Next on the ‘to do’ list was our first visit of several visits to the most beautiful city in the world by most folks counts, San Sebastián (or Donosti in Basque). You need to either hang here for a number of days, or make multiple visits (we took the bus from Hondarribia – easy peezy) to get a decent dose of this wonderful wee city by the sea. What’s not to love? Grand architecture, museums & art spaces, beaches to beat the band, food & drink to die for, vistas to make ya cry, cool shopping galore and even a 100+ year old amusement park.

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San Seabstián: Top Left – Mount Igueldo Rollercoaster; On the Climb to Jesus; Jesus; La Concha Beach & City

We had a set of priorities to tick off so we set off on a mission….first, to eat. The vast array of choices to try pintxos, or raciones and eat a full meal in San Sebastián are head spinning to say the least. It is pretty hard to go too far wrong – much of the time you get to ‘look before you eat’ as you wander in & out of various tavernas checking out the types & quality of comestibles. We sampled a few of our standard spots like Paco Bueno (serious Old School & even has a signed All Blacks t-shirt framed); Bar Goiz Argi where we go for the calamare a la plancha (grilled – pictured below, top left); Borda Berri – ex-Cuchara de San Telmo folks & super pintxos; and Bar Zeruko – the award wining champ. And of course there are squadron of other places to gobble, gobble….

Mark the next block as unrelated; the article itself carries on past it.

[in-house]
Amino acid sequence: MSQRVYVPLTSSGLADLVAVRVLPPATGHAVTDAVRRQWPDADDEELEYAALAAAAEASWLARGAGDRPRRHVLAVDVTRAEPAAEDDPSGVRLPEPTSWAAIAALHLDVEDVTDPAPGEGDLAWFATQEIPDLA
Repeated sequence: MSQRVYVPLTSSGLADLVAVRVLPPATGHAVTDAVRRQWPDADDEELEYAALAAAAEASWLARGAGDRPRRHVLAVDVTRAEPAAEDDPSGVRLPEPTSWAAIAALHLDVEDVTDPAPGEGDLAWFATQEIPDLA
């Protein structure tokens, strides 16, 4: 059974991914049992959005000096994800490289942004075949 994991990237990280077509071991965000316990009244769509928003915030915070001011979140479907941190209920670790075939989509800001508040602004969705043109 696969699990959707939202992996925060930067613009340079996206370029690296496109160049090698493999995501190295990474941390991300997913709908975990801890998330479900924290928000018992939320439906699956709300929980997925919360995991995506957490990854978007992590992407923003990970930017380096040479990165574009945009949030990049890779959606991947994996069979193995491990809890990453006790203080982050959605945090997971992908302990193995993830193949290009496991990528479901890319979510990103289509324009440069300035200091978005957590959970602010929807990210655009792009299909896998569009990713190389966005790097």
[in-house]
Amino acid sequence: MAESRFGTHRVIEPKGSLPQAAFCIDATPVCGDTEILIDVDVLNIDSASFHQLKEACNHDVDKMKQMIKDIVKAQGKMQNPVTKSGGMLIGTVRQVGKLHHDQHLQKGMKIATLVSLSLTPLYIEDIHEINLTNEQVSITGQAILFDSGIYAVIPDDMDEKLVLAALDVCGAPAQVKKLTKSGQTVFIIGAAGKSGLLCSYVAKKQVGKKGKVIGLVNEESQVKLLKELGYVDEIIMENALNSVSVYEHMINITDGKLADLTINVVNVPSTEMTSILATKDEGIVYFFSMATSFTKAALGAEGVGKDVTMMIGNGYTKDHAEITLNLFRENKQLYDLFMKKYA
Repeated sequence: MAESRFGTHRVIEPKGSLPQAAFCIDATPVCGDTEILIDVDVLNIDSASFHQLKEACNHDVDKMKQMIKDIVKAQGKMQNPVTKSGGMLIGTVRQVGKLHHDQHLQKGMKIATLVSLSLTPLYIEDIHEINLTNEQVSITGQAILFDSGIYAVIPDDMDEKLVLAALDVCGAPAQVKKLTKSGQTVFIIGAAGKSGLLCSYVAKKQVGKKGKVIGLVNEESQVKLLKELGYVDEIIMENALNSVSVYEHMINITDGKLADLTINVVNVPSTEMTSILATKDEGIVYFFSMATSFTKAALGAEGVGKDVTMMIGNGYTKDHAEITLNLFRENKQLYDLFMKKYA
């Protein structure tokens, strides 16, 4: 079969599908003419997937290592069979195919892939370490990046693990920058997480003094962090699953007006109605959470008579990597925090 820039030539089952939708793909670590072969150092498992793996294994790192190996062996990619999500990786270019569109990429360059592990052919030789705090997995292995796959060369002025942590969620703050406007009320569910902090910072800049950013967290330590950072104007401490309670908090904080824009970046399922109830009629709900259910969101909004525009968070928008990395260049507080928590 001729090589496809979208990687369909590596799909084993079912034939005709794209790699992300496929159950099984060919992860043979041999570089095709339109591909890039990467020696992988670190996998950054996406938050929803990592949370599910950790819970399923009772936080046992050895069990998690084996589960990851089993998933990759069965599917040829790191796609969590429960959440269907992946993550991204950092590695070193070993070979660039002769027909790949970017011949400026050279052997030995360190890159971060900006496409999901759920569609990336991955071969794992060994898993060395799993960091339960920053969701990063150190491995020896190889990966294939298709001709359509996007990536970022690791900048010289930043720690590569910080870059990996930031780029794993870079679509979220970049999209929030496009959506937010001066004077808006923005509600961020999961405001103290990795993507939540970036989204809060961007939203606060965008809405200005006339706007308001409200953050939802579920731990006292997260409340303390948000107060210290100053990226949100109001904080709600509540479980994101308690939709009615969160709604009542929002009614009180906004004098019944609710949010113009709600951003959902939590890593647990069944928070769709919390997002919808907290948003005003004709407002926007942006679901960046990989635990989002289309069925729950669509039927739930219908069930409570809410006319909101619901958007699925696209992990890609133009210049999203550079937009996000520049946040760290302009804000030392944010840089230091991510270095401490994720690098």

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San Sebastián Pintxos

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Bretxa Market, San Sebastian – Top Left: Kids; Blue Fin Tuna; Mate @ BretxOliva; Sardines; Veggies; Shrimps

On any true food person’s must do list is to pay a respectful visit to the local market(s) and have an extended wander up & down the aisles, chat away with the producers and learn a wee bit about what that region/country is proud to sell & eat. In San Sebastián that would be the Bretxa Market & related outdoor veggie stalls. It is hard to think of anything you cannot find or buy here with an extensive fish & seafood section offering the ocean’s finest; poultry vendors & butchers busy at work carving up various carcasses into fine cuts of meat; charcuterie & cheese & delicatessen stalls that will simply make your mouth water; and fruit & veggie stalls packed with the season’s produce.